Americans bored with the range of canned foods can take heart. France's top chefs evidently believe there's money to be made exporting packaged versions of "la cuisine franc,aise" to the United States.
The latest Paris restaurant to join the scramble to enter the great American food market is Tour d'Argent. Long celebrated for its numbered ducklings, which it has served to the likes of Franklin D. Roosevelt and Mick Jagger, it is now getting ready to put its food in ceramic pots for sale in American gourmet stores.
Armed with surveys showing that Americans are becoming much more appreciative of fine food, Tour owner-manager Claude Terrail is planning to begin marketing his products in Washington, New York, Philadelphia and Boston. Among the exotic delights under the Tour d'Argent label that will soon be gracing American tables are canard a la pe che, canard a l'orange, canard aux olives, confit d'oie et cuisse and various wild mushrooms, plus specialty foods already widely available in America, such as foie gras, moutarde au poivre vert, escargots a la bourguignonne, various confitures, vinegars, wines, honeys, spices, teas and coffee. Plus of course the famous pressed duck.
"It's not just food that we're exporting," said Tour commercial director Jean Boisselier, "but the whole art of French living. It's inextricably linked with tradition, something specifically French."
In addition to the food, the Tour plans to sell accessories like plates, cutlery, a silver serving dish for the foie gras, glassware, carafes for water and wine, and tablecloths.
"Eating food is like making love. You need a certain climate. All of the five senses have to be happy," explained Terrail, an extrovert Frenchman who said he learned everything he knows about cooking from his American first wife.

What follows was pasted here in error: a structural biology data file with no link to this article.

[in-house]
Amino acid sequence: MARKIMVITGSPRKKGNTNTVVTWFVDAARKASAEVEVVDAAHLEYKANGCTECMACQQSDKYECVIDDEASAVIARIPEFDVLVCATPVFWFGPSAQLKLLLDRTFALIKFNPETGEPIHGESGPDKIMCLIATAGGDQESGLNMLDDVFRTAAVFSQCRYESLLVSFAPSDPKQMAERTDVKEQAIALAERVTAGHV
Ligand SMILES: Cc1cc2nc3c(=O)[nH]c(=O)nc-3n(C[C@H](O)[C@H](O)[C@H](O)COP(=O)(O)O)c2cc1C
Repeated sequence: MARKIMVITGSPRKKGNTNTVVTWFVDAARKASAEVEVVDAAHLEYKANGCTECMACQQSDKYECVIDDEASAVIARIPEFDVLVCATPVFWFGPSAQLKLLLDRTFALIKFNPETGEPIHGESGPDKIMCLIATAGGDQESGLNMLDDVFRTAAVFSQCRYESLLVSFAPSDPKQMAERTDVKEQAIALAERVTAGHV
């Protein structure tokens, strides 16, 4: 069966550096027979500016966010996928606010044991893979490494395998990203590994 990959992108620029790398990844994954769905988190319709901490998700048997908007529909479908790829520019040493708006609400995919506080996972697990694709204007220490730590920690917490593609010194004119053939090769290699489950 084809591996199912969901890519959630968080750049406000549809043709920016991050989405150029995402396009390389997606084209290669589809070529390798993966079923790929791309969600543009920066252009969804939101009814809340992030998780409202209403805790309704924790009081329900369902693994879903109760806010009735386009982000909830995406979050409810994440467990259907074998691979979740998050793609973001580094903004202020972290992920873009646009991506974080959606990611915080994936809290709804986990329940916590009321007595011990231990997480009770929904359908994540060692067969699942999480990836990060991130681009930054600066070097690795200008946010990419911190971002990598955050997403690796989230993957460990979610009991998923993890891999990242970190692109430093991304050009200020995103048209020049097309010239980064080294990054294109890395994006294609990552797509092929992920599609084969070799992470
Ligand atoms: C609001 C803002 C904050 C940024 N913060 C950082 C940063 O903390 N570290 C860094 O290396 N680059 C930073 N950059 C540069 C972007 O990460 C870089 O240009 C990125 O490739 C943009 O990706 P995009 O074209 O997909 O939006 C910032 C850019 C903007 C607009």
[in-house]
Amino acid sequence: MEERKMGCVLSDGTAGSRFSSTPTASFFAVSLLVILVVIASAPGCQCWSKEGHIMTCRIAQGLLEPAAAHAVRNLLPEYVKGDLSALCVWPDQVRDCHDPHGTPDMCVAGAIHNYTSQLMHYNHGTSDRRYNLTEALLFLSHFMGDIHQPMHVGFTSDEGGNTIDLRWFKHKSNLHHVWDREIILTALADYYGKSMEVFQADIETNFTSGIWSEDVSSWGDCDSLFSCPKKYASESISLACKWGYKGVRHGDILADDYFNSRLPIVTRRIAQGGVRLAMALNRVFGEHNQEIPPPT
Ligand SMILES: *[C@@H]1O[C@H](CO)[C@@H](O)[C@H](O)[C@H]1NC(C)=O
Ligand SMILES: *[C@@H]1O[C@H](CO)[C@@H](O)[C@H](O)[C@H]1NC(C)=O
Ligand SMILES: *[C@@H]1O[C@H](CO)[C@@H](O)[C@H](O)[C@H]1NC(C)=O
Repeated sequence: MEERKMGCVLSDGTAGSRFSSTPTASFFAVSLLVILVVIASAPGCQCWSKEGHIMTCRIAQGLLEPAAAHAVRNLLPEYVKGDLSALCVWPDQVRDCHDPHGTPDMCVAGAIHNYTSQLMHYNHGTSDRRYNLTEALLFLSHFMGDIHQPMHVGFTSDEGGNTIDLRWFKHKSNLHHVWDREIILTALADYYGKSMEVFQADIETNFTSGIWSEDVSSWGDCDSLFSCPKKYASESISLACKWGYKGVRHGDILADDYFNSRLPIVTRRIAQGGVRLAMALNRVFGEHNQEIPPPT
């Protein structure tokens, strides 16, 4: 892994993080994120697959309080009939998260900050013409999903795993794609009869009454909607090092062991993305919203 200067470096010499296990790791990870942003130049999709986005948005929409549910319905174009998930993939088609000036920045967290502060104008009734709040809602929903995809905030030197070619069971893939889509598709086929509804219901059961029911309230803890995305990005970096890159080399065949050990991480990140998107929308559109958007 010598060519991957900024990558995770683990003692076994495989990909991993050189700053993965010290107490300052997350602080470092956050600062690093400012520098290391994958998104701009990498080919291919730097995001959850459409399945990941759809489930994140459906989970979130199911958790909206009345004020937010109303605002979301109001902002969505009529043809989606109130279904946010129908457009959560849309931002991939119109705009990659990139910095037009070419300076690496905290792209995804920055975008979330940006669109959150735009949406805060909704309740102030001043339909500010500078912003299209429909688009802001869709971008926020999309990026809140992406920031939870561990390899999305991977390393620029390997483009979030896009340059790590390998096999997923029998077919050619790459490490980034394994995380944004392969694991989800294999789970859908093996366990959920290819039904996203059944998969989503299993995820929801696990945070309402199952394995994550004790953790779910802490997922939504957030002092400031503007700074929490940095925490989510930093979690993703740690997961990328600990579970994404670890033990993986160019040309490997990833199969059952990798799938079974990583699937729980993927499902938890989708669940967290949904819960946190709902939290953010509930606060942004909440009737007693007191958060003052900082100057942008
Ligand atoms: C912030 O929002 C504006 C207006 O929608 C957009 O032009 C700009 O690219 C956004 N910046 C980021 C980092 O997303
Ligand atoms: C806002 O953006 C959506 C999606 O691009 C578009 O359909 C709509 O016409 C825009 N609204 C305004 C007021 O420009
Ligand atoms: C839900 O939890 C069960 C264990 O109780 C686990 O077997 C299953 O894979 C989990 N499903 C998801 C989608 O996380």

The first Paris restaurant to attempt to break into the steak-and-potato society was Maxim's, which launched its products in New York, Washington and Houston three years ago. Business was slow at first, but sales have picked up remarkably over the past year and Maxim's is trying to extend the operation to the West Coast.
"Of course there's an element of snobbery about it, but we have a lot of middle-class clients too," said Olivier Gougot, who is in charge of the project. Macy's provides the biggest outlet for Maxim's food in the United States. But a lot is sold by catalogue.
Terrail's marketing study also reveals that over the past five years Americans have become much more interested in buying well-prepared, quality foods rather than any old frozen or tinned quickies. The French confess, however, that they are still skeptical about the extent and depth of American culinary knowledge.
"For example, do Americans know that cre me de cassis is not the kind of cre me you get from a cow?" asked Boisselier with a straight face. He will no doubt find out when he markets it, along with other such alcoholic drinks as cre me of bilberry and cre me of raspberry.
To clear up any misunderstanding over what to do with the food, each Tour product will come with a little booklet explaining its background, a few anecdotes, and a recipe or two. The idea is to to give Americans not just something to eat but also a sense of the culinary history and tradition that have kept the Tour in business for four centuries.
Among those who have eaten at Tour d'Argent was the Russian Czar Alexander II, who joined the king of Prussia and German Chancellor Bismark for a meal there in 1867 during the world's fair. More recent guests at the restaurant, which claims to have introduced the use of the fork into France, have been Richard Nixon, Queen Elizabeth II and Andrei Gromyko.
Americans interviewed while eating lunch at the Tour said they felt the cuisine would go down well in the United States.
"The U.S. needs gourmet products," said Estella Johnson, a Texan whose family has patronized the Tour for years. "If Americans could cook like the French we wouldn't come to Paris."